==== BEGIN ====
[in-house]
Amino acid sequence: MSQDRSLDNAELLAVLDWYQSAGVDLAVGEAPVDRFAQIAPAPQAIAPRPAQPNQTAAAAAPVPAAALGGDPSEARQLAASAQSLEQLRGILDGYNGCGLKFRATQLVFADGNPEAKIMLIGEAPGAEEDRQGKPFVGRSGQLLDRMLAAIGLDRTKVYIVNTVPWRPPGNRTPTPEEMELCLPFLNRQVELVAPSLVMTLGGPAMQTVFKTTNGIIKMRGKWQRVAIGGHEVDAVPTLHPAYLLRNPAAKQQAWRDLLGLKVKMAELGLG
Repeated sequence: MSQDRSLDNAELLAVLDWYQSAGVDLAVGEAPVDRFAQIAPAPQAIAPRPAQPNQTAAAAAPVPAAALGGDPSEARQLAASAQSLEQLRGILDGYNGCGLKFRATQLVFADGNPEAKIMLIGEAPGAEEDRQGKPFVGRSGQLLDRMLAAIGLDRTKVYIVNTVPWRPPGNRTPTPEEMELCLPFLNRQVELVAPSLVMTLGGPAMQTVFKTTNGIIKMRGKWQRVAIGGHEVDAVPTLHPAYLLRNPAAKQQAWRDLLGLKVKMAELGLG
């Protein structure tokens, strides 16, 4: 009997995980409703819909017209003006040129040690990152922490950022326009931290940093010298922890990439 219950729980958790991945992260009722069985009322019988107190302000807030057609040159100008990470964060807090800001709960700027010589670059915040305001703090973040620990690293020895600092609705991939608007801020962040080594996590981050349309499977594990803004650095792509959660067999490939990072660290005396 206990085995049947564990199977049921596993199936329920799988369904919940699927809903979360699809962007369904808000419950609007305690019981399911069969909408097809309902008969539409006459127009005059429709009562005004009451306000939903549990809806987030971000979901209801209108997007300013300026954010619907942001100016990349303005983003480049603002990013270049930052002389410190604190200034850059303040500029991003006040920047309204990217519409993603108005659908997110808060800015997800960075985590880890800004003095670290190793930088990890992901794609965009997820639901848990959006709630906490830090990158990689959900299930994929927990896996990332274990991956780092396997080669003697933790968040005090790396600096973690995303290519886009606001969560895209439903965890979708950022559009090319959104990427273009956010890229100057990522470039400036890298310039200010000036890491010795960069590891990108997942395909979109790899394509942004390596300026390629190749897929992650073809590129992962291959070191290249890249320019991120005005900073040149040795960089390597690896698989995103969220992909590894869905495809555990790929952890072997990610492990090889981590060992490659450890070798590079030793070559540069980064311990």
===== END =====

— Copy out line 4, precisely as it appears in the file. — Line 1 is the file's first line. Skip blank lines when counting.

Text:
């Protein structure tokens, strides 16, 4: 009997995980409703819909017209003006040129040690990152922490950022326009931290940093010298922890990439 219950729980958790991945992260009722069985009322019988107190302000807030057609040159100008990470964060807090800001709960700027010589670059915040305001703090973040620990690293020895600092609705991939608007801020962040080594996590981050349309499977594990803004650095792509959660067999490939990072660290005396 206990085995049947564990199977049921596993199936329920799988369904919940699927809903979360699809962007369904808000419950609007305690019981399911069969909408097809309902008969539409006459127009005059429709009562005004009451306000939903549990809806987030971000979901209801209108997007300013300026954010619907942001100016990349303005983003480049603002990013270049930052002389410190604190200034850059303040500029991003006040920047309204990217519409993603108005659908997110808060800015997800960075985590880890800004003095670290190793930088990890992901794609965009997820639901848990959006709630906490830090990158990689959900299930994929927990896996990332274990991956780092396997080669003697933790968040005090790396600096973690995303290519886009606001969560895209439903965890979708950022559009090319959104990427273009956010890229100057990522470039400036890298310039200010000036890491010795960069590891990108997942395909979109790899394509942004390596300026390629190749897929992650073809590129992962291959070191290249890249320019991120005005900073040149040795960089390597690896698989995103969220992909590894869905495809555990790929952890072997990610492990090889981590060992490659450890070798590079030793070559540069980064311990």